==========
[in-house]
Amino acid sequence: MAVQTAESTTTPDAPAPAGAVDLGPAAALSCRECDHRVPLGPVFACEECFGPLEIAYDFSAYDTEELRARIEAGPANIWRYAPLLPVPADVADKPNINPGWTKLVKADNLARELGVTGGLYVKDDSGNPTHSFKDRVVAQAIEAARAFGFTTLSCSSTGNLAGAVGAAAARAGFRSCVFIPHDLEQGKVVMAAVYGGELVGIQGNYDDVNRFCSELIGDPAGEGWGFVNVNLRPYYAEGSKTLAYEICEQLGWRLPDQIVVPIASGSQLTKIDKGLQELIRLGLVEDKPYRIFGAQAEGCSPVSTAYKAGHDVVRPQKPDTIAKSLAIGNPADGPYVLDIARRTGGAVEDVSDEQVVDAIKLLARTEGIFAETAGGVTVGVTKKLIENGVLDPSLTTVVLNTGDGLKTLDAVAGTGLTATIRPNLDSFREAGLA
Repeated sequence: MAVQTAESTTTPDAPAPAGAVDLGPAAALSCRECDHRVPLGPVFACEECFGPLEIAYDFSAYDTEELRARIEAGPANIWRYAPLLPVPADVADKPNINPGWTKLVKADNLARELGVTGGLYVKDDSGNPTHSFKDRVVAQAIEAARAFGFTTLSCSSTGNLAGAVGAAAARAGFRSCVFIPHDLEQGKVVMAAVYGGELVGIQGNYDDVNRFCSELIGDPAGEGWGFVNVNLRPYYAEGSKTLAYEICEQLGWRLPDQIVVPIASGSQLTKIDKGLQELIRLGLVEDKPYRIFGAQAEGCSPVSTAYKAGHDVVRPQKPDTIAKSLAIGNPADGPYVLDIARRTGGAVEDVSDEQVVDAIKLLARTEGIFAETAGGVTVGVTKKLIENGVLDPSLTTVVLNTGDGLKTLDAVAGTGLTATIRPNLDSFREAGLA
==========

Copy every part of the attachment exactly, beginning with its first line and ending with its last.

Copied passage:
[in-house]
Amino acid sequence: MAVQTAESTTTPDAPAPAGAVDLGPAAALSCRECDHRVPLGPVFACEECFGPLEIAYDFSAYDTEELRARIEAGPANIWRYAPLLPVPADVADKPNINPGWTKLVKADNLARELGVTGGLYVKDDSGNPTHSFKDRVVAQAIEAARAFGFTTLSCSSTGNLAGAVGAAAARAGFRSCVFIPHDLEQGKVVMAAVYGGELVGIQGNYDDVNRFCSELIGDPAGEGWGFVNVNLRPYYAEGSKTLAYEICEQLGWRLPDQIVVPIASGSQLTKIDKGLQELIRLGLVEDKPYRIFGAQAEGCSPVSTAYKAGHDVVRPQKPDTIAKSLAIGNPADGPYVLDIARRTGGAVEDVSDEQVVDAIKLLARTEGIFAETAGGVTVGVTKKLIENGVLDPSLTTVVLNTGDGLKTLDAVAGTGLTATIRPNLDSFREAGLA
Repeated sequence: MAVQTAESTTTPDAPAPAGAVDLGPAAALSCRECDHRVPLGPVFACEECFGPLEIAYDFSAYDTEELRARIEAGPANIWRYAPLLPVPADVADKPNINPGWTKLVKADNLARELGVTGGLYVKDDSGNPTHSFKDRVVAQAIEAARAFGFTTLSCSSTGNLAGAVGAAAARAGFRSCVFIPHDLEQGKVVMAAVYGGELVGIQGNYDDVNRFCSELIGDPAGEGWGFVNVNLRPYYAEGSKTLAYEICEQLGWRLPDQIVVPIASGSQLTKIDKGLQELIRLGLVEDKPYRIFGAQAEGCSPVSTAYKAGHDVVRPQKPDTIAKSLAIGNPADGPYVLDIARRTGGAVEDVSDEQVVDAIKLLARTEGIFAETAGGVTVGVTKKLIENGVLDPSLTTVVLNTGDGLKTLDAVAGTGLTATIRPNLDSFREAGLA